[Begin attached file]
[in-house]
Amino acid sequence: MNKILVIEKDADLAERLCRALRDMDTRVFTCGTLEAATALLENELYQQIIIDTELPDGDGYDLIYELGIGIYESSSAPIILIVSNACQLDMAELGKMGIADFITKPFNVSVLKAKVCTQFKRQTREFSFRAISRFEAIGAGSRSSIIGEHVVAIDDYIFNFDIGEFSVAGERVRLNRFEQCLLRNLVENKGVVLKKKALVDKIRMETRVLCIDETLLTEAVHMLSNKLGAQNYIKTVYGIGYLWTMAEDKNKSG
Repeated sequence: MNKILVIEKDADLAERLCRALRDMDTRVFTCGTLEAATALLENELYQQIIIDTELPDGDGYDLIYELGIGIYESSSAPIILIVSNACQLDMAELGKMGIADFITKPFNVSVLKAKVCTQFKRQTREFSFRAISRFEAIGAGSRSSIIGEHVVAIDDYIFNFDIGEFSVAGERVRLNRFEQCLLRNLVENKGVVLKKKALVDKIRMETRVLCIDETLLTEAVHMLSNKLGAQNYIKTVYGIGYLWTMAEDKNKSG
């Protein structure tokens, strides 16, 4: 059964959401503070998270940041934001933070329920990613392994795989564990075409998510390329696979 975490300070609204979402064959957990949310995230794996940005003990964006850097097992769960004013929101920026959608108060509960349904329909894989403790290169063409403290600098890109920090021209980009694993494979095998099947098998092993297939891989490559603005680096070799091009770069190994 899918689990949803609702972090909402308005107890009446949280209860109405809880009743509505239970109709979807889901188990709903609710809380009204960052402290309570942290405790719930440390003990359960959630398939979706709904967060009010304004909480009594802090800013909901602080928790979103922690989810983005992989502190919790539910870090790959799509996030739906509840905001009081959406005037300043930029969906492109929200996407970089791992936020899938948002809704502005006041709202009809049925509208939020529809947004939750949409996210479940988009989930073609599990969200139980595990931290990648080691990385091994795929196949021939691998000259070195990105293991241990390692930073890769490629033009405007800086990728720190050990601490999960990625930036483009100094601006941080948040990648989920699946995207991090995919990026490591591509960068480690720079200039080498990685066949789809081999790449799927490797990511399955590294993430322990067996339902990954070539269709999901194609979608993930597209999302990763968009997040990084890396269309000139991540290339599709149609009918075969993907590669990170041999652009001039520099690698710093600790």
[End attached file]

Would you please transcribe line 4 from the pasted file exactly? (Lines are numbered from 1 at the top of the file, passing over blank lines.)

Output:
């Protein structure tokens, strides 16, 4: 059964959401503070998270940041934001933070329920990613392994795989564990075409998510390329696979 975490300070609204979402064959957990949310995230794996940005003990964006850097097992769960004013929101920026959608108060509960349904329909894989403790290169063409403290600098890109920090021209980009694993494979095998099947098998092993297939891989490559603005680096070799091009770069190994 899918689990949803609702972090909402308005107890009446949280209860109405809880009743509505239970109709979807889901188990709903609710809380009204960052402290309570942290405790719930440390003990359960959630398939979706709904967060009010304004909480009594802090800013909901602080928790979103922690989810983005992989502190919790539910870090790959799509996030739906509840905001009081959406005037300043930029969906492109929200996407970089791992936020899938948002809704502005006041709202009809049925509208939020529809947004939750949409996210479940988009989930073609599990969200139980595990931290990648080691990385091994795929196949021939691998000259070195990105293991241990390692930073890769490629033009405007800086990728720190050990601490999960990625930036483009100094601006941080948040990648989920699946995207991090995919990026490591591509960068480690720079200039080498990685066949789809081999790449799927490797990511399955590294993430322990067996339902990954070539269709999901194609979608993930597209999302990763968009997040990084890396269309000139991540290339599709149609009918075969993907590669990170041999652009001039520099690698710093600790």